TODAY IS THE DAY
So you want to learn Japanese? Had enough of Anime dubs? Want to travel through the streets of Takayama or Kyoto and be able to read the signs, or at least ask where the bathroom is? Well this is the place to start. This is not some fake course that will supposedly make you fluent in 30 days. This course is to give you a headstart and help you develop your base in Japanese.
The first step to learning Japanese is being able to read the phonetic scripts, of which there are two. The first ‘alphabet’ is called ‘Hiragana’ which consists of 46 characters. We have provided a PDF that you can download and print to use as a cheat sheet until you get the hang of things. Do your best to memorize each character.
If you aren’t big into charts, we recommend making your own flashcards and saying them out loud. There are also a bunch of free apps out there and heaps of classes on Youtube. Regardless of your methodology, this is the first step in being able to ‘Japanese’. (We are in the process of developing physical and digital flashcards for the site, so check out our store every so often and we should have them available by late July or early August.)
The reason we have you do this first, is so you can understand the structure and take time to get used to the sounds the language makes. Japanese is really cool because it rarely, if ever, varies from the sounds standardized in each character listed. As long as you can pronounce and memorize those sounds you can pronounce Japanese. This goes against the popular belief that Japanese is a tonal language. It is not. Japanese has something called pitch accents, but we’ll save that for another lesson. For all intents and purposes, Japanese is pronounced simply with the sounds on that chart.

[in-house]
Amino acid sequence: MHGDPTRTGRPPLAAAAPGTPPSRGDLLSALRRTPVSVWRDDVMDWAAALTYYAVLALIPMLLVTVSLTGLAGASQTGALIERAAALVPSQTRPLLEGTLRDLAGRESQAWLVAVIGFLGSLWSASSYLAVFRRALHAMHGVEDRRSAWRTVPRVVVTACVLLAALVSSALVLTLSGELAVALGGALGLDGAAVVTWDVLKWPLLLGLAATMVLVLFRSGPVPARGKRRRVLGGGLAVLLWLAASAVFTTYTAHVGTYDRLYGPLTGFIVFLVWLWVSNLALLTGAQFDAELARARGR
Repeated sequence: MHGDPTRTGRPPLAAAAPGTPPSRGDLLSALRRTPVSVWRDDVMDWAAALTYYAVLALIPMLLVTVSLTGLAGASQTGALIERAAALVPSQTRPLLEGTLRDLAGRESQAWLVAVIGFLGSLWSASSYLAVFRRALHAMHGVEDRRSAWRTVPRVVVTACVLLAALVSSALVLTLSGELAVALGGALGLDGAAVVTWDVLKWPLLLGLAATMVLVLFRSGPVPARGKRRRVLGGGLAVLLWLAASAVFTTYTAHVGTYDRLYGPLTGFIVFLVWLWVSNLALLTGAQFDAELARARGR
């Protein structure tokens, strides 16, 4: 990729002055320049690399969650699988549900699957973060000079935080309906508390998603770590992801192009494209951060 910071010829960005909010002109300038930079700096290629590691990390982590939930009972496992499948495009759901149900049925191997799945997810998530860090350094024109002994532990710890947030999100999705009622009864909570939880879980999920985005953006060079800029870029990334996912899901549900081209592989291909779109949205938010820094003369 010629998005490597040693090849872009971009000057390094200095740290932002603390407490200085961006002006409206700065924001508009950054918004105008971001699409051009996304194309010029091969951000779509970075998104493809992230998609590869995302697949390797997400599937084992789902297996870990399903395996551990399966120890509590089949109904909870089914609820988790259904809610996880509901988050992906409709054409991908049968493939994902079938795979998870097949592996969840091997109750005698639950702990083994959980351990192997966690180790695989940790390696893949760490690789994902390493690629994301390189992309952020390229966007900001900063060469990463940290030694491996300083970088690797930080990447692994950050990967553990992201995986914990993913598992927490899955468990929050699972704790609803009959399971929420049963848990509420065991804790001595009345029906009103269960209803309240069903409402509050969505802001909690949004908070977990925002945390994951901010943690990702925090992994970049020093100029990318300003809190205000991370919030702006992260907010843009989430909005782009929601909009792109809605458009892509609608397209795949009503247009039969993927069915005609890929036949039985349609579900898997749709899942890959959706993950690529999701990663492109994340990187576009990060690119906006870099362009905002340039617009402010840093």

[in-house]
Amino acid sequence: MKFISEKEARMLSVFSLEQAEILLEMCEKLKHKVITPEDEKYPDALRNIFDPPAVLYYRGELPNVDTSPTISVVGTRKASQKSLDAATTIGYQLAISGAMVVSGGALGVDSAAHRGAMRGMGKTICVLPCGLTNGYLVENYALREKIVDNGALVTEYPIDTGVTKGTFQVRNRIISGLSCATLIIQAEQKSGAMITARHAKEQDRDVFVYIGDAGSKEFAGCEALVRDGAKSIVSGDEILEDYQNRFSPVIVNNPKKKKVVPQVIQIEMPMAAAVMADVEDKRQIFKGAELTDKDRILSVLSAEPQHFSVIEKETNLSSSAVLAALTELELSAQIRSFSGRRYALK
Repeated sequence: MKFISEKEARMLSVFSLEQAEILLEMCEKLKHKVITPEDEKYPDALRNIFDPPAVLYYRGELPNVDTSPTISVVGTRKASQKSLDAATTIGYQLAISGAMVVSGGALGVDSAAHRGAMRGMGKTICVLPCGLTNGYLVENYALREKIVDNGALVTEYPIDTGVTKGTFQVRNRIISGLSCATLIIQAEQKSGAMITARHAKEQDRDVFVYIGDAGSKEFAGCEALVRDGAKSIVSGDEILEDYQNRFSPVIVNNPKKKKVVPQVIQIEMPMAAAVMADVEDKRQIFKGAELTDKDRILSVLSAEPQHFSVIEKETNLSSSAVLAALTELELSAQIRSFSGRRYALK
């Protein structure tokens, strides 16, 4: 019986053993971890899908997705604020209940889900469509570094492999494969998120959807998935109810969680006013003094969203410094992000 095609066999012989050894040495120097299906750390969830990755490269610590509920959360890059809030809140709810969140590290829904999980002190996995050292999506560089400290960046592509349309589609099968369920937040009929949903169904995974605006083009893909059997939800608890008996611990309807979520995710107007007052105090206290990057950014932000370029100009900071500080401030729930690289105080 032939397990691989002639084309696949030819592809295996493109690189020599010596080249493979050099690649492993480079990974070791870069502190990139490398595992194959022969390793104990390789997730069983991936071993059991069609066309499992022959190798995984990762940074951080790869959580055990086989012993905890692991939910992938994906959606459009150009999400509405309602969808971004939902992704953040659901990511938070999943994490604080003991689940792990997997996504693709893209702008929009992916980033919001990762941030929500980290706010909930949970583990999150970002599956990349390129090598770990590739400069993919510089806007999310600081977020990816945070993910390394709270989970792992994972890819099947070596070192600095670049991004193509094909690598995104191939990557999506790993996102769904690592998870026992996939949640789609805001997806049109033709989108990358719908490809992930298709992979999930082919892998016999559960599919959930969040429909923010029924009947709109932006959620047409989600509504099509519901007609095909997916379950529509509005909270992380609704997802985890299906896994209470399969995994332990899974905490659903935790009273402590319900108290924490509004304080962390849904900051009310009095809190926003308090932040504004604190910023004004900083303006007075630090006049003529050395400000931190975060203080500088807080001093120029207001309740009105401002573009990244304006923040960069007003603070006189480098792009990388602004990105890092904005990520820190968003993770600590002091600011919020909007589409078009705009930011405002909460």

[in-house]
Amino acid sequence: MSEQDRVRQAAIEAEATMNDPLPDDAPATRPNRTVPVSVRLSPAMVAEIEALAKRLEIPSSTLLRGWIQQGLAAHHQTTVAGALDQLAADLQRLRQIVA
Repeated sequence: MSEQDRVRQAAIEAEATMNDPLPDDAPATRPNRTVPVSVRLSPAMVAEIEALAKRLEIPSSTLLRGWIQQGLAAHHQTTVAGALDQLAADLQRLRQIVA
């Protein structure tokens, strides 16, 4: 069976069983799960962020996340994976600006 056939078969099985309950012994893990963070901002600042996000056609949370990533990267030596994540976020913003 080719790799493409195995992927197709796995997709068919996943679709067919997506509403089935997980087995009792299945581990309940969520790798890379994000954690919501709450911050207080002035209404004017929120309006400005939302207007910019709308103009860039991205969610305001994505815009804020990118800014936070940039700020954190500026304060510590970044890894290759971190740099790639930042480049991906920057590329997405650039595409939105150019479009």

Once you have that script down you are read to move onto the next step… Katakana.
We will be upgrading this to a mobile flashcard system for you soon! Check back for updates!
Improve your Japanese faster with the 30 Day Challenge Field Guide.
On top of having to get a grammar point down (of which this is one of the hardest), you also have 20 words to learn. We have them written them down for you in English, Romaji (romanized Japanese), and Japanese (hiragana). We find this helps beginners front-load vocabulary words because Romaji helps you pronounce them while you’re still learning to read. Front-loading is a method of learning a lot of words quickly, or cramming them. We do this because your brain has been trained to quickly pick up English characters but not Japanese symbols, yet. Therefore, it’s initially easier for your brain to remember them. This however is a mental tool and can quickly turn into a crutch, so don’t rely on it too much.
＊This は is pronounced like わ.